Questions remain for the trend in the short term, however, as President Donald Trump’s administration actively pursues topics considered antithetical to long-term environmental sustainability.
The president has resurrected the Keystone XL and Dakota Access pipelines, sought an end to “the war on beautiful, clean coal,” called climate change a hoax, pulled the U.S. from the global climate agreement signed in Paris in 2015 and appointed Scott Pruitt — who’s promised to roll back emissions regulations – as head of the Environmental Protection Agency.
“This is a great benefit to the fossil fuel industry, to traditional investors in coal mines,” said James Henry, former chief economist at McKinsey and senior fellow at the Columbia Center on Sustainable Investment. “The regulatory environment has also shifted against ESG investing. The EPA has essentially been strip mined.”
“All of that doesn’t augur well for U.S.-based ESG companies,” he added. “It’s hard to believe this will be helpful to companies like Tesla, which are struggling to finance themselves anyway.”
Still, it’s unlikely Trump’s actions alone could stem the flow of cash into sustainable investments. A burgeoning body of literature has hinted that companies that prioritize firm-specific ESG issues also tend to outperform as long-term investments.
Analysts at advisory firm Institutional Shareholder Services have also been following the trend as more and more funds express interest in the area.
“It is helpful in particular to the hedge fund space, where we’re only now getting information in recent years,” said Marija Kramer, head of ISS’ responsible investment business. “We definitely have clients that look at just straight gender balance and others that look at experience, what committee which board members are sitting on, and whether that’s in line with the company’s business practices.”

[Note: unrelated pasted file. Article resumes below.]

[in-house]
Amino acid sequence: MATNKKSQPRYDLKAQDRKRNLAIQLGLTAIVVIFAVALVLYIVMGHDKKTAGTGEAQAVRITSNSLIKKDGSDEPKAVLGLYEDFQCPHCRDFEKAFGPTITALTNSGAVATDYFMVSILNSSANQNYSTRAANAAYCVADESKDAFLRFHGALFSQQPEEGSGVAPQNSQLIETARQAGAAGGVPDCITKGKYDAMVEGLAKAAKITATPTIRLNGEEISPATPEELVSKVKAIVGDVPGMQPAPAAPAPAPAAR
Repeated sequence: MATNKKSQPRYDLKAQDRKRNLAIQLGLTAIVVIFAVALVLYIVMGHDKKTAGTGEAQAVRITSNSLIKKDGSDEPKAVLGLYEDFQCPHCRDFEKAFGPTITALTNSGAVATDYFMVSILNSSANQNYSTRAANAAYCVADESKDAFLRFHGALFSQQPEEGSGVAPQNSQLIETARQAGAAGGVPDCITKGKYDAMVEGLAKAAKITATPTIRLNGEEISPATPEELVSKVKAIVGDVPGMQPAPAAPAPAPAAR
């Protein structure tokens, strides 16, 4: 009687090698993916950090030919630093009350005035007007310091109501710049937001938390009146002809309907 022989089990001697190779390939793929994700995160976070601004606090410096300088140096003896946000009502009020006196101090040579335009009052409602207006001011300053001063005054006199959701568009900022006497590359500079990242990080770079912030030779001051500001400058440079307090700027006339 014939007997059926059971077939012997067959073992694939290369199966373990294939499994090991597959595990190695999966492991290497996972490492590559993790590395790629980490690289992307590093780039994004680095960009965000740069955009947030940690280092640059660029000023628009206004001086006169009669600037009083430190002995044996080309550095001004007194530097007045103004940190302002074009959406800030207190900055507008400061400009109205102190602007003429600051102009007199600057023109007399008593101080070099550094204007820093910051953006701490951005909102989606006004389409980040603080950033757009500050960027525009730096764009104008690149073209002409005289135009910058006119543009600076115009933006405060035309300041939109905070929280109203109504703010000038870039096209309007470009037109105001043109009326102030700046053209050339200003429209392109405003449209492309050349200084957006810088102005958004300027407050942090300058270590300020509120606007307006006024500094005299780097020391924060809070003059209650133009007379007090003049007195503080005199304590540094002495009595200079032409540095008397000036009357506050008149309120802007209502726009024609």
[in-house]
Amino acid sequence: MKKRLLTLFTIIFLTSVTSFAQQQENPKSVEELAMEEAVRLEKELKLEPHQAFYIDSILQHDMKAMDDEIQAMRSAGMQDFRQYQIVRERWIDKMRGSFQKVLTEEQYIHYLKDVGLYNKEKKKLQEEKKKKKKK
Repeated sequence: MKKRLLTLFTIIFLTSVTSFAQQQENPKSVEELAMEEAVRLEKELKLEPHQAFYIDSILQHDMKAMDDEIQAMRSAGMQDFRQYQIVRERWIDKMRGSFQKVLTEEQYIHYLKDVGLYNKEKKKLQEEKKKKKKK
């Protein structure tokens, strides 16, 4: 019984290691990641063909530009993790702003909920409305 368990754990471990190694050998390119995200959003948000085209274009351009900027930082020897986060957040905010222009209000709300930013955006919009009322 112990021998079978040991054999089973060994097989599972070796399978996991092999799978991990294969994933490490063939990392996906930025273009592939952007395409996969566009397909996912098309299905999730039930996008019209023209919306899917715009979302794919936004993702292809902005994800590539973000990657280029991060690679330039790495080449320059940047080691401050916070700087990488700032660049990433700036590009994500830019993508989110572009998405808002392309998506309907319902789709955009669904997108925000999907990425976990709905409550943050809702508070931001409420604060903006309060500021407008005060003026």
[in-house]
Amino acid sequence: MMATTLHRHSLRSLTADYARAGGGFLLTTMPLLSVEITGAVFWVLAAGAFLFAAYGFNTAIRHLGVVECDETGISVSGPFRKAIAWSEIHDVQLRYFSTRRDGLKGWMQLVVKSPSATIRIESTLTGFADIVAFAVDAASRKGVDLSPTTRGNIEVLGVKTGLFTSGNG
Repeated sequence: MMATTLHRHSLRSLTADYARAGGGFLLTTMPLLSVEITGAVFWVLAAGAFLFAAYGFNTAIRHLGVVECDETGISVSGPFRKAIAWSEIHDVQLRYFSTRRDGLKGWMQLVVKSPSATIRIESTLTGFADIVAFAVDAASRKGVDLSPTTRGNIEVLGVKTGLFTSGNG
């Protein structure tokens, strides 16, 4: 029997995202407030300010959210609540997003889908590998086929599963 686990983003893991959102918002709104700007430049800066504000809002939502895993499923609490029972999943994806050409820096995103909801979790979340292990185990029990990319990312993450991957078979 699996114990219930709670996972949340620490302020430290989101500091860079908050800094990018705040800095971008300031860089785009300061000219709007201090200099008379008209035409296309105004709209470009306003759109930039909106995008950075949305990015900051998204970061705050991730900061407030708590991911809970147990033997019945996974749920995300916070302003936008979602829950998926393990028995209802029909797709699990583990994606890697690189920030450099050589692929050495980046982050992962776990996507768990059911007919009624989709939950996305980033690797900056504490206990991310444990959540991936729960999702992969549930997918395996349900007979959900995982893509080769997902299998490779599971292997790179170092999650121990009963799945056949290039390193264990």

Kramer told CNBC that funds have come to ISS for advice on a variety of topics, from staying ahead of reputational risks on hot button issues like sexual harassment to incorporating green energy into their portfolios. The growing interest in ESG has, in turn, been accompanied by new ways of measuring sustainability, she added.
“It’s more quantifiable now,” Kramer said. “In addition to having the historical content, there’s more research into the impact of ESG investment. … It could even help performance.”
Despite the early optimism behind the shift to ESG investing, it’s clear to Pershing Square’s Bill Ackman that Wall Street still has a lot of work to do when it comes to gender balance in activist investing and corporate board representation.
“I actually have wanted to run a proxy contest with an all-female, diverse, ethnic slate. I think, first of all, that it would send an incredible message. And I think we’d win, hands down,” Ackman said at the 13D Monitor summit. “The difficulty for us has been recruiting directors, and in particular women in an activist context.”
Ackman said he had initially considered two female directors for his Automatic Data Processing slate last year, but that one of the women dropped out as the bid became hostile. Pershing Square, which raised $500 million from investors to take a stake in ADP, eventually lost its proxy fight with fewer than 25 percent of the vote.
“We had a phenomenal female director for our ADP slate, we had one on our slate,” Ackman said. “But we had another phenomenal director and she had been on the board of very important, interesting companies. She completely understood all the issues, she had a superb, relevant resume, but once it was a proxy contest she wasn’t going to participate.”
“I think what the shareholders can do is, the big institutions can make clear that the fact that someone hasn’t served on a board before shouldn’t disqualify them from being a credible candidate for the board,” Ackman said.